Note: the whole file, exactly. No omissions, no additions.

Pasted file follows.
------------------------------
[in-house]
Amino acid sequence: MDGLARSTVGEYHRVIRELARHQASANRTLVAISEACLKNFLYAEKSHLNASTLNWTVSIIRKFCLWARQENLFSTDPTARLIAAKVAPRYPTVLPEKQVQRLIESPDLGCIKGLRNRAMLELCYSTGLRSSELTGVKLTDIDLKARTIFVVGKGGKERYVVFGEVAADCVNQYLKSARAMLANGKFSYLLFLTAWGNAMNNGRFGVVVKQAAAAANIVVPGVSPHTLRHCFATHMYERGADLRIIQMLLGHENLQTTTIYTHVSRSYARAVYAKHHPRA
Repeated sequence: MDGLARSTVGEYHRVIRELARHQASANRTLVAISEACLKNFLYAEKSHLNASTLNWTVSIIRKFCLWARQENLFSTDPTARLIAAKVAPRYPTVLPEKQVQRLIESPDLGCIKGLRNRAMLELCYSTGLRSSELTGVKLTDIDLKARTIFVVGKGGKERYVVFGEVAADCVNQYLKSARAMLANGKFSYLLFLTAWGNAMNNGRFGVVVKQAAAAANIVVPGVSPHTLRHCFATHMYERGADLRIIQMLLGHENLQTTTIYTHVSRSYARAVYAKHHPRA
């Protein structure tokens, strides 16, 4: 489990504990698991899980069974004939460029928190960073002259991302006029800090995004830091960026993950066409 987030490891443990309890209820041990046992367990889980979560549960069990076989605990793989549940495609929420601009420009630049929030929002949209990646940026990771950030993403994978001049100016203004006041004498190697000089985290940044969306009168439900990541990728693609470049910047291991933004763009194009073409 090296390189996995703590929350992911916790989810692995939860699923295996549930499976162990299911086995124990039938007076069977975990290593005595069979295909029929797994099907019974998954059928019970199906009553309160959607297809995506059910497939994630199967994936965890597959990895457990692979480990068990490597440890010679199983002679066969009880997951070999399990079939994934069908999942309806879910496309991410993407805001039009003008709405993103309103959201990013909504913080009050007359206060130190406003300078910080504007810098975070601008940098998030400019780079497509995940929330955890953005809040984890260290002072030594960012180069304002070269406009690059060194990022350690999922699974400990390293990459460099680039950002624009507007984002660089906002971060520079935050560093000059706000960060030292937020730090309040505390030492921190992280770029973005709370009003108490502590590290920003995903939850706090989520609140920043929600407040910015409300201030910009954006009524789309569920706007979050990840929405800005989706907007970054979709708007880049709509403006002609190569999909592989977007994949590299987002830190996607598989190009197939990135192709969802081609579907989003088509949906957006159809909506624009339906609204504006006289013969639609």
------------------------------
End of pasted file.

[in-house]
Amino acid sequence: MDGLARSTVGEYHRVIRELARHQASANRTLVAISEACLKNFLYAEKSHLNASTLNWTVSIIRKFCLWARQENLFSTDPTARLIAAKVAPRYPTVLPEKQVQRLIESPDLGCIKGLRNRAMLELCYSTGLRSSELTGVKLTDIDLKARTIFVVGKGGKERYVVFGEVAADCVNQYLKSARAMLANGKFSYLLFLTAWGNAMNNGRFGVVVKQAAAAANIVVPGVSPHTLRHCFATHMYERGADLRIIQMLLGHENLQTTTIYTHVSRSYARAVYAKHHPRA
Repeated sequence: MDGLARSTVGEYHRVIRELARHQASANRTLVAISEACLKNFLYAEKSHLNASTLNWTVSIIRKFCLWARQENLFSTDPTARLIAAKVAPRYPTVLPEKQVQRLIESPDLGCIKGLRNRAMLELCYSTGLRSSELTGVKLTDIDLKARTIFVVGKGGKERYVVFGEVAADCVNQYLKSARAMLANGKFSYLLFLTAWGNAMNNGRFGVVVKQAAAAANIVVPGVSPHTLRHCFATHMYERGADLRIIQMLLGHENLQTTTIYTHVSRSYARAVYAKHHPRA
């Protein structure tokens, strides 16, 4: 489990504990698991899980069974004939460029928190960073002259991302006029800090995004830091960026993950066409 987030490891443990309890209820041990046992367990889980979560549960069990076989605990793989549940495609929420601009420009630049929030929002949209990646940026990771950030993403994978001049100016203004006041004498190697000089985290940044969306009168439900990541990728693609470049910047291991933004763009194009073409 090296390189996995703590929350992911916790989810692995939860699923295996549930499976162990299911086995124990039938007076069977975990290593005595069979295909029929797994099907019974998954059928019970199906009553309160959607297809995506059910497939994630199967994936965890597959990895457990692979480990068990490597440890010679199983002679066969009880997951070999399990079939994934069908999942309806879910496309991410993407805001039009003008709405993103309103959201990013909504913080009050007359206060130190406003300078910080504007810098975070601008940098998030400019780079497509995940929330955890953005809040984890260290002072030594960012180069304002070269406009690059060194990022350690999922699974400990390293990459460099680039950002624009507007984002660089906002971060520079935050560093000059706000960060030292937020730090309040505390030492921190992280770029973005709370009003108490502590590290920003995903939850706090989520609140920043929600407040910015409300201030910009954006009524789309569920706007979050990840929405800005989706907007970054979709708007880049709509403006002609190569999909592989977007994949590299987002830190996607598989190009197939990135192709969802081609579907989003088509949906957006159809909506624009339906609204504006006289013969639609």